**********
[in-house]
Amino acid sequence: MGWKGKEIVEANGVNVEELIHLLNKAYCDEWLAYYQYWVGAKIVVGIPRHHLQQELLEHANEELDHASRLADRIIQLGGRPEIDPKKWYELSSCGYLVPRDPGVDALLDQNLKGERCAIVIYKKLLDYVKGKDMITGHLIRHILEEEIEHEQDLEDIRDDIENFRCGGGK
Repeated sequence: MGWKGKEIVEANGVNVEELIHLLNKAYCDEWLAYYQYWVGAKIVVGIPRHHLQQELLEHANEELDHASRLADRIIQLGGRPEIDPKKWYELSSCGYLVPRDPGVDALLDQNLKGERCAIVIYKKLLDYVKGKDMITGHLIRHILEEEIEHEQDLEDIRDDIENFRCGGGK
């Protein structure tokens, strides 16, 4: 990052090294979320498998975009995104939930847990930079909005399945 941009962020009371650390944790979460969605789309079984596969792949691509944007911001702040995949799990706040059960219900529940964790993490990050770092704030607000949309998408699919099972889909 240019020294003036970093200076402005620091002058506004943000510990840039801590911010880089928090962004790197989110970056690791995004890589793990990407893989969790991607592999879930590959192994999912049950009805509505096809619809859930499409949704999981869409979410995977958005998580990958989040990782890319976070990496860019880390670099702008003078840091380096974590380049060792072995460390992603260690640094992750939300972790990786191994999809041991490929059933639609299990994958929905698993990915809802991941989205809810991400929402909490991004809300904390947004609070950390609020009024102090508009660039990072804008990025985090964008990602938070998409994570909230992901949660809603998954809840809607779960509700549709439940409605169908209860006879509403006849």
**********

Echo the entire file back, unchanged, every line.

[in-house]
Amino acid sequence: MGWKGKEIVEANGVNVEELIHLLNKAYCDEWLAYYQYWVGAKIVVGIPRHHLQQELLEHANEELDHASRLADRIIQLGGRPEIDPKKWYELSSCGYLVPRDPGVDALLDQNLKGERCAIVIYKKLLDYVKGKDMITGHLIRHILEEEIEHEQDLEDIRDDIENFRCGGGK
Repeated sequence: MGWKGKEIVEANGVNVEELIHLLNKAYCDEWLAYYQYWVGAKIVVGIPRHHLQQELLEHANEELDHASRLADRIIQLGGRPEIDPKKWYELSSCGYLVPRDPGVDALLDQNLKGERCAIVIYKKLLDYVKGKDMITGHLIRHILEEEIEHEQDLEDIRDDIENFRCGGGK
């Protein structure tokens, strides 16, 4: 990052090294979320498998975009995104939930847990930079909005399945 941009962020009371650390944790979460969605789309079984596969792949691509944007911001702040995949799990706040059960219900529940964790993490990050770092704030607000949309998408699919099972889909 240019020294003036970093200076402005620091002058506004943000510990840039801590911010880089928090962004790197989110970056690791995004890589793990990407893989969790991607592999879930590959192994999912049950009805509505096809619809859930499409949704999981869409979410995977958005998580990958989040990782890319976070990496860019880390670099702008003078840091380096974590380049060792072995460390992603260690640094992750939300972790990786191994999809041991490929059933639609299990994958929905698993990915809802991941989205809810991400929402909490991004809300904390947004609070950390609020009024102090508009660039990072804008990025985090964008990602938070998409994570909230992901949660809603998954809840809607779960509700549709439940409605169908209860006879509403006849």